Open Access Open Access  Restricted Access Subscription Access

Occurrence of anthropogenic litter in nestling Tree Swallows (Tachycineta bicolor)

Stephanie Walsh, Jennifer Haughton, Lee Bellan, Isabelle Gosselin, Amy Festarini, David Lee, Marilyne Stuart

Abstract


While undertaking a study of the effects of strontium-90 on Tree Swallow (Tachycineta bicolor) near Chalk River, Ontario, we noticed the presence of anthropogenic litter (pieces of metal, glass, and plastic, and paper, plastic, and foil wrappers, >1 mm in size) in the nestlings. Although combustible litter (pieces of plastic and wrappers) were not quantified before the nestlings were incinerated in 2014 and 2015, gizzards were dissected in 2016. Litter (>1 mm diameter) was found in 30% of the 74 nestlings examined. This material is most likely provided to nestlings, along with food (insects) and natural grit (sand, stones, and mollusc shells), which we also found, by parent birds; however, it could lead to internal injuries and/or harmful substances being absorbed by the young birds.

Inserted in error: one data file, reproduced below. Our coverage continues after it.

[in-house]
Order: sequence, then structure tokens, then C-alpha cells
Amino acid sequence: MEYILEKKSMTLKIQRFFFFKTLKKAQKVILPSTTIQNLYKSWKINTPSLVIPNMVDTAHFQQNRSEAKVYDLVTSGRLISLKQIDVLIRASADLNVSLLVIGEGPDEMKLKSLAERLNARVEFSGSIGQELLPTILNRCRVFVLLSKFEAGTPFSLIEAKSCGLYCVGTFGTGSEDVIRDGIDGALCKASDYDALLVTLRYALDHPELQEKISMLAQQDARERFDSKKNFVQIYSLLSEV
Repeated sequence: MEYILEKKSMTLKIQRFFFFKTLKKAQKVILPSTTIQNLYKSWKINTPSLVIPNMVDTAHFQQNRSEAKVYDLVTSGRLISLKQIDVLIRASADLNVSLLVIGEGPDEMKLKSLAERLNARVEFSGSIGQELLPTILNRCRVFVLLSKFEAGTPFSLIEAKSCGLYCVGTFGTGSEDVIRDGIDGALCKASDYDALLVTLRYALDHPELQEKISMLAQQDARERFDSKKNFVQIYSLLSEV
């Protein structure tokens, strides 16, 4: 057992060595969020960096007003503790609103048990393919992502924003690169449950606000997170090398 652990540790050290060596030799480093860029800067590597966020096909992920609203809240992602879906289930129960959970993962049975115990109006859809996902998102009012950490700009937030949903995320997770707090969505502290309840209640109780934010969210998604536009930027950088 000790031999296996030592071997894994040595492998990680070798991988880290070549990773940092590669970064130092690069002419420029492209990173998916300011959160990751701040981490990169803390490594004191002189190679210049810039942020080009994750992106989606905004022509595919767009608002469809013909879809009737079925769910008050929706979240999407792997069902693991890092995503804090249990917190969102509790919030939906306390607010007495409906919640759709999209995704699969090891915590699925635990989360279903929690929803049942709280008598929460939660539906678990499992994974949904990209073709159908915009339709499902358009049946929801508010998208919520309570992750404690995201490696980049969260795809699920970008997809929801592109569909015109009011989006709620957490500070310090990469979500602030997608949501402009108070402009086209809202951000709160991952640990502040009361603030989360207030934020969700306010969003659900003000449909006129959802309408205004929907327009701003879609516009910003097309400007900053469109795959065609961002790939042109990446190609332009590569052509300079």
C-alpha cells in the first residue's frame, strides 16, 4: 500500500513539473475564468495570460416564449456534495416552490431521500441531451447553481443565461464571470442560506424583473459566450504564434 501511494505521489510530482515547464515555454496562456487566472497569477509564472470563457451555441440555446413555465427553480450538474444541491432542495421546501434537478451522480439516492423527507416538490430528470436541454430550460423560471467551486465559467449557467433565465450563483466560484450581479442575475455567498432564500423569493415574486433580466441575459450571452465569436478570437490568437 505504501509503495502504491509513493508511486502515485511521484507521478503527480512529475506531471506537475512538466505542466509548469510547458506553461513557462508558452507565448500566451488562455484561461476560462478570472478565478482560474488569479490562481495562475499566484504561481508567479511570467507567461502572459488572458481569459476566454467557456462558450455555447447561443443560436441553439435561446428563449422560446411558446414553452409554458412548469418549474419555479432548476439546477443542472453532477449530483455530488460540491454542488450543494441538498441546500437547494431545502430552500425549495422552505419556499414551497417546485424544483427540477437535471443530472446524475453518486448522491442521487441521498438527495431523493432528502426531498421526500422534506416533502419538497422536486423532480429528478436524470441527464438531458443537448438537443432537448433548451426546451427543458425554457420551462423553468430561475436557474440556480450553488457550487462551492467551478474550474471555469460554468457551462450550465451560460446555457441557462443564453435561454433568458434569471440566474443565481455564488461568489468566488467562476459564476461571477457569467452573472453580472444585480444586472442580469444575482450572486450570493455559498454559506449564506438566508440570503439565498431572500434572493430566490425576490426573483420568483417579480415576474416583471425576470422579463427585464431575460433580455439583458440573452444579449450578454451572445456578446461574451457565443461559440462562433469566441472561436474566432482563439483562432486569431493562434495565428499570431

Keywords


Tree Swallow; Tachycineta bicolor; nestling; grit; environmental impact; anthropogenic litter; metal; glass; plastic; paper

Full Text:

PDF


DOI: http://dx.doi.org/10.22621/cfn.v133i4.2221



Volumes that are more than six years old are freely available courtesy of the Biodiversity Heritage Library.

 


Questions or problems with the website? Contact William Halliday (info -at- canadianfieldnaturalist -dot- ca).